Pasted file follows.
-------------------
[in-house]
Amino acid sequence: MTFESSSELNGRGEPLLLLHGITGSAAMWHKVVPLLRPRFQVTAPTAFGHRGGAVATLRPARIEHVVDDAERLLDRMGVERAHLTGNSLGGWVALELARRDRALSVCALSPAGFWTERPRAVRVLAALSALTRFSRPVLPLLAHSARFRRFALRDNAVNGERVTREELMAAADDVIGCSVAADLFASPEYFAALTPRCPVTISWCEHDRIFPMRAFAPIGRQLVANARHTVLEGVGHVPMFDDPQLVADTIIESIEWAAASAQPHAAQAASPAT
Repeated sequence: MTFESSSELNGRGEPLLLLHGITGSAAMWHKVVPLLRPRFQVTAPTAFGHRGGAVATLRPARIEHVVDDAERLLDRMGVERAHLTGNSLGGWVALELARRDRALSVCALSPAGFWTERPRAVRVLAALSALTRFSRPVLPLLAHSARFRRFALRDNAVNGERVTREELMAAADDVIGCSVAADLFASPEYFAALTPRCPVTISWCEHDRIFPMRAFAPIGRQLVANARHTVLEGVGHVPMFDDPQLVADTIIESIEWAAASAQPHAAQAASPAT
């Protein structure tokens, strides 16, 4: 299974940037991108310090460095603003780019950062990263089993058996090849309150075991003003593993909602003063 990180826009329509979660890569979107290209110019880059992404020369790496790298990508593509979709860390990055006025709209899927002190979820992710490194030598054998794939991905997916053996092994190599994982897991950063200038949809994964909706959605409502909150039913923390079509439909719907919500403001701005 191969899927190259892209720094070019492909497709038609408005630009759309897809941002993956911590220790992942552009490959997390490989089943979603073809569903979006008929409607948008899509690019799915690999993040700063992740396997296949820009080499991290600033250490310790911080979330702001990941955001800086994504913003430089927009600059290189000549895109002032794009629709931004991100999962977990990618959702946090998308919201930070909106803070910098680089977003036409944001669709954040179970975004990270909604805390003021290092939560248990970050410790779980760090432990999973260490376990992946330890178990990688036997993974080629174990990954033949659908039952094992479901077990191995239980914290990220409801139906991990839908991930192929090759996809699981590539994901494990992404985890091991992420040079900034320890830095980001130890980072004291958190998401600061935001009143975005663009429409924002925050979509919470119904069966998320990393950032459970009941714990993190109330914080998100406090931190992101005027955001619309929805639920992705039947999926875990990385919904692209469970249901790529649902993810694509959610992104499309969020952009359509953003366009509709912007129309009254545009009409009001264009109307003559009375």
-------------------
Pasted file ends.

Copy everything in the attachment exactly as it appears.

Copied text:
[in-house]
Amino acid sequence: MTFESSSELNGRGEPLLLLHGITGSAAMWHKVVPLLRPRFQVTAPTAFGHRGGAVATLRPARIEHVVDDAERLLDRMGVERAHLTGNSLGGWVALELARRDRALSVCALSPAGFWTERPRAVRVLAALSALTRFSRPVLPLLAHSARFRRFALRDNAVNGERVTREELMAAADDVIGCSVAADLFASPEYFAALTPRCPVTISWCEHDRIFPMRAFAPIGRQLVANARHTVLEGVGHVPMFDDPQLVADTIIESIEWAAASAQPHAAQAASPAT
Repeated sequence: MTFESSSELNGRGEPLLLLHGITGSAAMWHKVVPLLRPRFQVTAPTAFGHRGGAVATLRPARIEHVVDDAERLLDRMGVERAHLTGNSLGGWVALELARRDRALSVCALSPAGFWTERPRAVRVLAALSALTRFSRPVLPLLAHSARFRRFALRDNAVNGERVTREELMAAADDVIGCSVAADLFASPEYFAALTPRCPVTISWCEHDRIFPMRAFAPIGRQLVANARHTVLEGVGHVPMFDDPQLVADTIIESIEWAAASAQPHAAQAASPAT
């Protein structure tokens, strides 16, 4: 299974940037991108310090460095603003780019950062990263089993058996090849309150075991003003593993909602003063 990180826009329509979660890569979107290209110019880059992404020369790496790298990508593509979709860390990055006025709209899927002190979820992710490194030598054998794939991905997916053996092994190599994982897991950063200038949809994964909706959605409502909150039913923390079509439909719907919500403001701005 191969899927190259892209720094070019492909497709038609408005630009759309897809941002993956911590220790992942552009490959997390490989089943979603073809569903979006008929409607948008899509690019799915690999993040700063992740396997296949820009080499991290600033250490310790911080979330702001990941955001800086994504913003430089927009600059290189000549895109002032794009629709931004991100999962977990990618959702946090998308919201930070909106803070910098680089977003036409944001669709954040179970975004990270909604805390003021290092939560248990970050410790779980760090432990999973260490376990992946330890178990990688036997993974080629174990990954033949659908039952094992479901077990191995239980914290990220409801139906991990839908991930192929090759996809699981590539994901494990992404985890091991992420040079900034320890830095980001130890980072004291958190998401600061935001009143975005663009429409924002925050979509919470119904069966998320990393950032459970009941714990993190109330914080998100406090931190992101005027955001619309929805639920992705039947999926875990990385919904692209469970249901790529649902993810694509959610992104499309969020952009359509953003366009509709912007129309009254545009009409009001264009109307003559009375």